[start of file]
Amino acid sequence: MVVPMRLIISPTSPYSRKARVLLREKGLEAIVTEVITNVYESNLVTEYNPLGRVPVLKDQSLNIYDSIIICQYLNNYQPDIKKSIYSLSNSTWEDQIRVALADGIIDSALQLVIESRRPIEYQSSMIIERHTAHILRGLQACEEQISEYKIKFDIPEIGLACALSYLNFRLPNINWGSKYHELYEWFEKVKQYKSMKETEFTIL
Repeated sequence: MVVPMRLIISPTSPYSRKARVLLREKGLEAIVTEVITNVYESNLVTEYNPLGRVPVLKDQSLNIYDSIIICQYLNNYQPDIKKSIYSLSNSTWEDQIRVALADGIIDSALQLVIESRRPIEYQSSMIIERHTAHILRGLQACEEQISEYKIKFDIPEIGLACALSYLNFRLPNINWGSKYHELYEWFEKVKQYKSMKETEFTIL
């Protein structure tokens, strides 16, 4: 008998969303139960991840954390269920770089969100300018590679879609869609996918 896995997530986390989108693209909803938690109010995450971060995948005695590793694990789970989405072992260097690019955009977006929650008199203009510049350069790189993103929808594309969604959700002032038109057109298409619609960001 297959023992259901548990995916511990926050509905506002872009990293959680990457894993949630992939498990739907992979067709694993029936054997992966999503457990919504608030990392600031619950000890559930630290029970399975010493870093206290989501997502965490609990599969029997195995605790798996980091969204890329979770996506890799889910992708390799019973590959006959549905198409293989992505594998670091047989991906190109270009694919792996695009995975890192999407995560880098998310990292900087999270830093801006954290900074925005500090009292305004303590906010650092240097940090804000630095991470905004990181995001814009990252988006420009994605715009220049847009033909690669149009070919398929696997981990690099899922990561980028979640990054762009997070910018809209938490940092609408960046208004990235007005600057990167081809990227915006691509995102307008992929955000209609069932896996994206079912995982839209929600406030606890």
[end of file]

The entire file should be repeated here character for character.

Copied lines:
Amino acid sequence: MVVPMRLIISPTSPYSRKARVLLREKGLEAIVTEVITNVYESNLVTEYNPLGRVPVLKDQSLNIYDSIIICQYLNNYQPDIKKSIYSLSNSTWEDQIRVALADGIIDSALQLVIESRRPIEYQSSMIIERHTAHILRGLQACEEQISEYKIKFDIPEIGLACALSYLNFRLPNINWGSKYHELYEWFEKVKQYKSMKETEFTIL
Repeated sequence: MVVPMRLIISPTSPYSRKARVLLREKGLEAIVTEVITNVYESNLVTEYNPLGRVPVLKDQSLNIYDSIIICQYLNNYQPDIKKSIYSLSNSTWEDQIRVALADGIIDSALQLVIESRRPIEYQSSMIIERHTAHILRGLQACEEQISEYKIKFDIPEIGLACALSYLNFRLPNINWGSKYHELYEWFEKVKQYKSMKETEFTIL
């Protein structure tokens, strides 16, 4: 008998969303139960991840954390269920770089969100300018590679879609869609996918 896995997530986390989108693209909803938690109010995450971060995948005695590793694990789970989405072992260097690019955009977006929650008199203009510049350069790189993103929808594309969604959700002032038109057109298409619609960001 297959023992259901548990995916511990926050509905506002872009990293959680990457894993949630992939498990739907992979067709694993029936054997992966999503457990919504608030990392600031619950000890559930630290029970399975010493870093206290989501997502965490609990599969029997195995605790798996980091969204890329979770996506890799889910992708390799019973590959006959549905198409293989992505594998670091047989991906190109270009694919792996695009995975890192999407995560880098998310990292900087999270830093801006954290900074925005500090009292305004303590906010650092240097940090804000630095991470905004990181995001814009990252988006420009994605715009220049847009033909690669149009070919398929696997981990690099899922990561980028979640990054762009997070910018809209938490940092609408960046208004990235007005600057990167081809990227915006691509995102307008992929955000209609069932896996994206079912995982839209929600406030606890």